Tuesday, September 3, 2013

Saving Another One for Jesus

In hindsight, it was that beatific look they all seem to call upon at will, save for the children. Children have their own deceptions.

The half smiles. The relaxed eyebrows. The tilted heads. The I'm-gonna-be-raptured-and-you're-not countenance. The unsettling expression hovering between certainty and smugness. The women's ruffled white dresses with little flower prints. The men's ill-fitting plaid shirts, tails flapping.

When I first noticed this gathering, I thought they'd arrived for a Labor Day picnic. But the way they'd lean in when speaking to one another and then glance around to see if someone were listening or watching raised my hackles a little. Still, I wrote it off to their scamming on one of the two picnic tables near the 35-acre lake about thirty meters in front my home.

The community owns and maintains the lake as a neighborhood amenity. Private Property and No Swimming signs ring the lake, not that a lot of people from the outside really care. They like to run/dog walk/baby stroll by a lake, and most of the time, the residents don't care, either. Security is loose and pretty much focuses on really bad situations. No sane person would swim in it.

The spaniel and I ambled down the path, occasionally glancing backwards at the assemblage. Foliage blocked our sight as we rounded the bend, but when I was finally able to peek through the willows, three young men were standing in the lake, fully dressed, in thigh-deep water, their audience looking benignly on.

Of all the thoughts that spewed like electrons in my brain, two still stand out: Omigod, they really are going to do that, and Do they know how dirty that water is? The inflow-outflow into the lake is weak, which means oxygenation doesn't mitigate the accumulated dead fish and goose poop and other organic crud that accumulates to create a swampy odor. 

I raced home to exhort everyone gathered for our own party to look out the window to see what was happening. Older son: OMFG. Younger son: YFKM (dear reader, you figure that one out). Older son: Quick, get some O Brother Where Art Thou music on. Younger son: Call security? At which point one of the men in the water, now shirtless, was plunged backwards into the water by his Blessed Companions.

As he waded ashore to the applause of the gathered, I wondered what would happen next and what, if anything, I should do. I thought to contact security, but I didn't want to ruin the security guy's holiday. Besides, I thought, who cares? No one hurt anything. Besides, it was possible one or more of The Saved could be a resident.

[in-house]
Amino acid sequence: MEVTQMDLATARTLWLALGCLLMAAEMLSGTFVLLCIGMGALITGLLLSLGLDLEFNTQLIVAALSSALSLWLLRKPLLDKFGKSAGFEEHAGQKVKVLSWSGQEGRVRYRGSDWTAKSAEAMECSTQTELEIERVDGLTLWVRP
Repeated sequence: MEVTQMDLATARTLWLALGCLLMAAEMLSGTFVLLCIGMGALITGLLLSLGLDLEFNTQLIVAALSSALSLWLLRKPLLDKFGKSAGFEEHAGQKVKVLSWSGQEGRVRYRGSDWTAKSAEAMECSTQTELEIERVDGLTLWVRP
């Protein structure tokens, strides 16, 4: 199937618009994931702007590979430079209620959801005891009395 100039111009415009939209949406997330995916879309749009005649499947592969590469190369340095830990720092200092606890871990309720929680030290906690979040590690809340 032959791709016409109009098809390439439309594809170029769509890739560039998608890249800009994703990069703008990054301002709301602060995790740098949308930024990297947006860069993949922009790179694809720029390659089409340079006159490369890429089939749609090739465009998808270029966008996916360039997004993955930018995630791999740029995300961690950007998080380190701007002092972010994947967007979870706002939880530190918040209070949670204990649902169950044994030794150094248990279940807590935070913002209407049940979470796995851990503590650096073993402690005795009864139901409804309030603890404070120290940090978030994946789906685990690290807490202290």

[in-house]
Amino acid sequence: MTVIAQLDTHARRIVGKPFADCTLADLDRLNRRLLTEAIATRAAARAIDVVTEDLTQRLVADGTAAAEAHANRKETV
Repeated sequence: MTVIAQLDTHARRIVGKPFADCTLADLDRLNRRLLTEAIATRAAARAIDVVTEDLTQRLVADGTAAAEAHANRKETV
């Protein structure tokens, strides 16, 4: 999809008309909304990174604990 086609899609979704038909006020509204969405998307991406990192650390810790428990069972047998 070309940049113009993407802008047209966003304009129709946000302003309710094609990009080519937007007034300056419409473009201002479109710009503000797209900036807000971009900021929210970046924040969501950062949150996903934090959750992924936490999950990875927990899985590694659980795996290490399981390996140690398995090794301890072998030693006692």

It turned out that at least one of them lived here. Half the group ambled off, while the other half, including the Newly Saved, headed for the community pool about thirty yards away. It's locked, and only residents have keys. But in they went, presumably to wash the lake crud off the guy.

Why, I thought, does Jesus need a chlorinated pool to clean off the guy? Younger son: Maybe we can walk across the water now. I thought his idea had merit, and tried, but my toe sunk. The water was definitely not holy.

Full disclosure, here: I'm an unabashed, even proud atheist. I do not believe in god. I do not believe in a higher power, not counting the IRS. I am at a total loss to explain why otherwise rational people secretly, or sometimes not so secretly, subscribe to some unseeable magician who rules their lives. 

I'm grievously distressed at the climate-change deniers who also claim god did it, but hey. Even some pit bulls are nice dogs. I do not fault people for embracing what appears to me to be lunacy. If it works for them, that's fine with me. Lots of people succumb to the sacerdotal mysteries of Miley Cyrus or Kate Smith or Dr. Phil or Deepak Chopra or boxed mac and cheese, and that's cool. Go for it, say I. That religion provides comfort and tethering to so many is undeniable.

I guess my biggest problem with the religiously-inclined is the way they don't just exclude everyone else from their group--hey, Sigma Nus and Tri-Delts and Rotarians and Junior Leaguers do that--but they declare outsiders to be inferior beings. That means Egyptian Sunnis get to kill Copts, Syrian Alawites get to kill Sunnis, The Sunni AKP in Turkey gets to jail Alevis, Burmese Muslims get to blitz the Buddhists, and so on. Our Side Is Divinely Blessed, and You, Outsider, are inferior.

This group had no compunction at all about performing their rite at a place where this kind of activity was obviously prohibited. They assumed that since their mission was so holy, no one else would, or had the right to, object.

What's really depressing as hell is that no one, save one woman, on the HOA board seemed to care. Which may mean that a plurality, if not a majority of homeowners, feel the same way. Fail to take down a dead tree or fail to make sure the pool is open at 6 a.m. for the one or two people who occasionally use it at that hour and all hell breaks loose. 

But when it comes to someone doing something really, incredibly stupid in the name of Jesus, it's all okay.

Fortunately, it was still pretty funny.









2 comments:

  1. In high school, I was told to stop swimming (I was on the swim team) so they could do a baptism in the pool. I rhetorically asked, "They need a whole pool for that?" and just kept swimming. Another case of "They assumed that since their mission was so holy, no one else would, or had the right to, object."

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  2. Your comment is an example of why I'm intrigued with the Freedom From Religion group. What high school, by the way?

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